It's debatable if the fiduciary standard is 'higher' than suitability. But the better question might be, who's holding the bar?
ALBANY, N.Y., May 7 -- The New York State Senate (majority) issued the following news release:
The New York State Senate passed legislation today to crack down on criminals and scam artists who commit auto insurance fraud that costs New Yorkers billion of dollars in higher insurance premiums, and has caused serious injuries and death to innocent victims.
The bills, sponsored by Senator James Seward (R-C-I, Oneonta), Chairman of the Senate Insurance Committee, and Senate Coalition Co-Leader Dean Skelos, would significantly reduce auto insurance scams by increasing penalties for those who commit or assist in the fraud.
"Auto insurance fraud has become a big business that threatens the safety of motorists, drives up the cost of auto insurance for consumers and hurts our economy," Senator Skelos said. "These bills would make our laws much tougher on rip-off artists who are cashing in on auto fraud. The Senate needs the Assembly to join us in passing these bills so we can stop criminals from stealing money from New Yorkers."
"Comprehensive no-fault insurance reform is critically needed to reduce auto insurance costs, put criminals in jail, and protect drivers from becoming innocent victims," Senator Seward said. "The passage of these bills is essential to give law enforcement the tools they need to prevent and prosecute auto fraud offenders. The Senate has repeatedly recognized the need to address this issue. I hope the Assembly will pass these bills so we can put these criminal enterprises permanently out of business."
It has been almost 11 years since the tragic death of Alice Ross, a 71-year-old wife and grandmother who was killed as the result of a fraud-related, staged auto accident in Queens. One of the criminals drove into her car, causing her to lose control of her vehicle, strike a tree and die.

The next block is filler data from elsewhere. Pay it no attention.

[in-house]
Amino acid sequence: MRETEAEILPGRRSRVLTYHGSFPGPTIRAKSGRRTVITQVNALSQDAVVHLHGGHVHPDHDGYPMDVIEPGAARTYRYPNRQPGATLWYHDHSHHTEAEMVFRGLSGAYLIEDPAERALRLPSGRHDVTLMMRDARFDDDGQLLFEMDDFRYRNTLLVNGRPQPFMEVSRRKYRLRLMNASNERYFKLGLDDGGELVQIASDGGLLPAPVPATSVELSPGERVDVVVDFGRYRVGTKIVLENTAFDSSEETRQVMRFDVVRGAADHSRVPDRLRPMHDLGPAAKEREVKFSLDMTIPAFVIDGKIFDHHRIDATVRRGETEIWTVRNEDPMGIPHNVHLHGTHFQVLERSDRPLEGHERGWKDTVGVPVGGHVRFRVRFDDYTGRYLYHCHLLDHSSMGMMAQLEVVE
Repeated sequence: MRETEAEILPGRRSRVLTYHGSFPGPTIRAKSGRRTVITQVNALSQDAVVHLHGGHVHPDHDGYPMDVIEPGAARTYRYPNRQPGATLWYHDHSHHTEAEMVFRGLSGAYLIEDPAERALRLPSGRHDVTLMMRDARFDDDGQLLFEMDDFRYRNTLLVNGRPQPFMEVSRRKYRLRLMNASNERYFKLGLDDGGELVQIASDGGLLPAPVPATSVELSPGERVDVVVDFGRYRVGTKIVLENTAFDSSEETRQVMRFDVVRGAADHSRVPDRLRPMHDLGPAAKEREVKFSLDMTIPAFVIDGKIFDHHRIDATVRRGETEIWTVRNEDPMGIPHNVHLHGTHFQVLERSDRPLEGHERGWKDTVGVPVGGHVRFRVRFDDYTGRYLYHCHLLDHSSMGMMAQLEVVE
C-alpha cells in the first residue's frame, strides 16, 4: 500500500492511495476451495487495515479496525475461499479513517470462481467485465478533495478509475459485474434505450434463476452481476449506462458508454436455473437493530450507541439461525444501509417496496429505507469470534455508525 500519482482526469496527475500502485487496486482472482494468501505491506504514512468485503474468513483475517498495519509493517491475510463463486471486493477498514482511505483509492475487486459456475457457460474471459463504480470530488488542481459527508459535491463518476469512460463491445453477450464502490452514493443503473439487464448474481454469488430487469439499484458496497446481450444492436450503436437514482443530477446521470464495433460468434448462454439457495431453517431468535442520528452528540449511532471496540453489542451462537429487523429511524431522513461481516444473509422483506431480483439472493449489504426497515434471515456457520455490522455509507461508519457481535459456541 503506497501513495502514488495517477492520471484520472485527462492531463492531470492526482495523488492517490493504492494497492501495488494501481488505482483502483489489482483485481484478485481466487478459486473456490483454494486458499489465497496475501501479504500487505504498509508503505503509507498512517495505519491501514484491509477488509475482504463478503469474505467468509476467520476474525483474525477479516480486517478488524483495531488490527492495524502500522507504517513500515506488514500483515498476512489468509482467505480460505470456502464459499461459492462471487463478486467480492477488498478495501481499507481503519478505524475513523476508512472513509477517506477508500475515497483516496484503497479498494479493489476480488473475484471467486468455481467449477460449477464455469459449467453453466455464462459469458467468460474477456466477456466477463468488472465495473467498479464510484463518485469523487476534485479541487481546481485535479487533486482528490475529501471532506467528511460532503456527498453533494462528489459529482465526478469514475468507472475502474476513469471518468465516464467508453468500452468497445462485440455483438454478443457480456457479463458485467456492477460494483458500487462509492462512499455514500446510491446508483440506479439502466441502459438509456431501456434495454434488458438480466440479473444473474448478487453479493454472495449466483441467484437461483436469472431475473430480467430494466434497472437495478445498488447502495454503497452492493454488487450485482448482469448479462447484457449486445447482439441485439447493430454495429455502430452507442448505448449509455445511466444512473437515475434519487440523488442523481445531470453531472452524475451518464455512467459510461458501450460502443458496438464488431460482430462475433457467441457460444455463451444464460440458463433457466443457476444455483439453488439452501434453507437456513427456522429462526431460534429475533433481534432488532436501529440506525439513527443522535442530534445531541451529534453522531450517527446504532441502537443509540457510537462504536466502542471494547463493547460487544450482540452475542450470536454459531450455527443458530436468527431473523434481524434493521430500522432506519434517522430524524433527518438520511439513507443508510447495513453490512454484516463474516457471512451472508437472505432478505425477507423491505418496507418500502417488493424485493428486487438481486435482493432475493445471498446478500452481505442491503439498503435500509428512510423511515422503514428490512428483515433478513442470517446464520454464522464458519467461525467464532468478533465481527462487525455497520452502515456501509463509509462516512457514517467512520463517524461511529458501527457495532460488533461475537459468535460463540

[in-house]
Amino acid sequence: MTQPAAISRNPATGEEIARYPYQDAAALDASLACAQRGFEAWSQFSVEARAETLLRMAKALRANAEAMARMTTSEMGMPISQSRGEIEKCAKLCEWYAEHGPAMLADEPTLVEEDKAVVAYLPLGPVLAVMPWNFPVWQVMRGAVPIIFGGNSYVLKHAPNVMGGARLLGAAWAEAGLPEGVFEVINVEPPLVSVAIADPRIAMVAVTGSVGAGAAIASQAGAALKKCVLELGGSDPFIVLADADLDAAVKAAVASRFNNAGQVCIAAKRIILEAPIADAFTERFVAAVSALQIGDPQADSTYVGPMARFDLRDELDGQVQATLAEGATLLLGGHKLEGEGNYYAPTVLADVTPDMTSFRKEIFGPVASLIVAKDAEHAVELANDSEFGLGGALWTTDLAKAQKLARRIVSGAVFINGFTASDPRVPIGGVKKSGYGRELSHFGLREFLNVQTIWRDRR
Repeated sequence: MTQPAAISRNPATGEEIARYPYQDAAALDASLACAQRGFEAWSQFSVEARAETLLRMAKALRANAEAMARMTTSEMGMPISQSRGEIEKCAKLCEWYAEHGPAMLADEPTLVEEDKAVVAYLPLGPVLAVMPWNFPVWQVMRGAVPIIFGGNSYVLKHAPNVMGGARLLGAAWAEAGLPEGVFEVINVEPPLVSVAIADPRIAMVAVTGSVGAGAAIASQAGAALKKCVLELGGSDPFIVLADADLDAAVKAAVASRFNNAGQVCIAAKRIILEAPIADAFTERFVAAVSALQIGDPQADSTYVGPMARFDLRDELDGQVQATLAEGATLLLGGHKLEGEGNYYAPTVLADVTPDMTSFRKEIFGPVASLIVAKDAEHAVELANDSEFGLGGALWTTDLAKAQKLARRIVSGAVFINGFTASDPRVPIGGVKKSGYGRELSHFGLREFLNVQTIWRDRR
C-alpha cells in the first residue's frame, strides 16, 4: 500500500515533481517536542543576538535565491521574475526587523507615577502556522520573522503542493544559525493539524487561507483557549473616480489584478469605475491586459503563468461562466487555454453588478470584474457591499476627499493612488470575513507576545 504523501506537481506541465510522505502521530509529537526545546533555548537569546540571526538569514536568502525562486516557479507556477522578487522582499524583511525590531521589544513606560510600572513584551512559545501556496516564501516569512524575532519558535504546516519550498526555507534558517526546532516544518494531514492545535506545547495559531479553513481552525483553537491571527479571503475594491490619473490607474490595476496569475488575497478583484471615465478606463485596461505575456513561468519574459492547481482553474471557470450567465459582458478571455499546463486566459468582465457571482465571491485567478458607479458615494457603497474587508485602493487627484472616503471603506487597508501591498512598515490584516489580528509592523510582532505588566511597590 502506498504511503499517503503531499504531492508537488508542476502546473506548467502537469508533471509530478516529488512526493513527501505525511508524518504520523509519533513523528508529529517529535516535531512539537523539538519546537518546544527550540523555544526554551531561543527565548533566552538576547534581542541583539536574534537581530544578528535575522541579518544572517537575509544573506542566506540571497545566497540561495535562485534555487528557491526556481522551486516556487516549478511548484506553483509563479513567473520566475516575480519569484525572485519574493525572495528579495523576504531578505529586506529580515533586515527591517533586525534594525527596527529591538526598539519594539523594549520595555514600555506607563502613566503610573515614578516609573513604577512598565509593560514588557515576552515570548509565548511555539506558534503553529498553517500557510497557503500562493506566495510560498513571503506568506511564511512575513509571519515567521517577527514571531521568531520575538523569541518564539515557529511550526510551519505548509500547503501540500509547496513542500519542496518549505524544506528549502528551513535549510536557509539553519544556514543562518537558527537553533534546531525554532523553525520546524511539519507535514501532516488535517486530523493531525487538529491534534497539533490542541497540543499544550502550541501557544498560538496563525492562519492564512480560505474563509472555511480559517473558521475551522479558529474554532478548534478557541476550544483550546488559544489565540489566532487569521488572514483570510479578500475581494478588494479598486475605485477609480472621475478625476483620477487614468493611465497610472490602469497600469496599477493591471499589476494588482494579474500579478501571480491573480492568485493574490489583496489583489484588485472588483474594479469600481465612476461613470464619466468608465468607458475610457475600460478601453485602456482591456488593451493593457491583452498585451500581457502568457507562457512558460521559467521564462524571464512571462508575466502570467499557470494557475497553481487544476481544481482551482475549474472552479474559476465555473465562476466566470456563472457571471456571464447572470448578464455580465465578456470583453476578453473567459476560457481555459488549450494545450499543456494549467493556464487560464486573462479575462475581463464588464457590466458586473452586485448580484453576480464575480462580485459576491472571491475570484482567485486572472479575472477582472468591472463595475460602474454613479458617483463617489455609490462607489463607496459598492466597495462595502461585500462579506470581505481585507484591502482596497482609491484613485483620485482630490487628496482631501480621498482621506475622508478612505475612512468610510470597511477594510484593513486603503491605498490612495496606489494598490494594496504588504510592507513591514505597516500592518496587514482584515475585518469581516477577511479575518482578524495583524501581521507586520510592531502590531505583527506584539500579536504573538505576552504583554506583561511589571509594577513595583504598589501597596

The Senate today passed "Alice's Law," (S3547 (http://open.nysenate.gov/legislation/bill/S3547-2013)), sponsored by Senator Seward, that would make it a crime to stage a motor vehicle accident with intent to commit insurance fraud. This felony crime would be punishable by up to seven years in prison.
The Senate also approved a bill (S3033 (http://open.nysenate.gov/legislation/bill/S3033-2013)), sponsored by Senator Skelos, that makes it illegal to act as a "runner" who steers accident victims towards crooked doctors who bill Medicaid for unnecessary medical treatments. Runners are key members of auto fraud rings. Under this bill, they could get four years in prison.
Auto insurance fraud is an ongoing crime, with frequent news reports of small and large-scale scam operations that rip-off businesses, consumers and taxpayers. Fraud is a key reason why New Yorkers pay over 50 percent more for auto insurance premiums than drivers in other states.
Three months ago, Maxo Jean of West Hempstead was convicted of staging more than 30 fake car crashes to steal $150,000 in no-fault insurance money. Jean organized crash rings and set up fake accident "victims" to go to corrupt medical clinics and receive bogus treatment.
One year ago, an auto fraud ring was broken up when eight people were arrested in Nassau County and Brooklyn for staging phony accidents, submitting fraudulent injury claims, and ripping off insurance companies for more than $1 million.
In 2012, 36 people were arrested by federal and New York City law enforcement, ending the longest-running auto insurance rip-off scam in history. The scam artists, including doctors, lawyers and patients that faked injuries, stole more than $279 million in accident benefits over five years.
In addition, this week the Senate approved legislation (S2373 (http://open.nysenate.gov/legislation/search?search=S2373)), sponsored by Senator Jeff Klein, that would address cases of auto fraud perpetrated by drivers who deliberately misrepresent where they live, operate a vehicle, or garage their vehicle, in order to obtain lower auto insurance premiums, and shifting higher premiums to honest drivers.
In cases of "rate evasion," offenders falsely state they live in other states or counties that have much lower incidents of motor vehicle theft, car accidents or judgments relegated to motor vehicle accidents, instead of disclosing their true address in high insurance premium areas, such as New York City.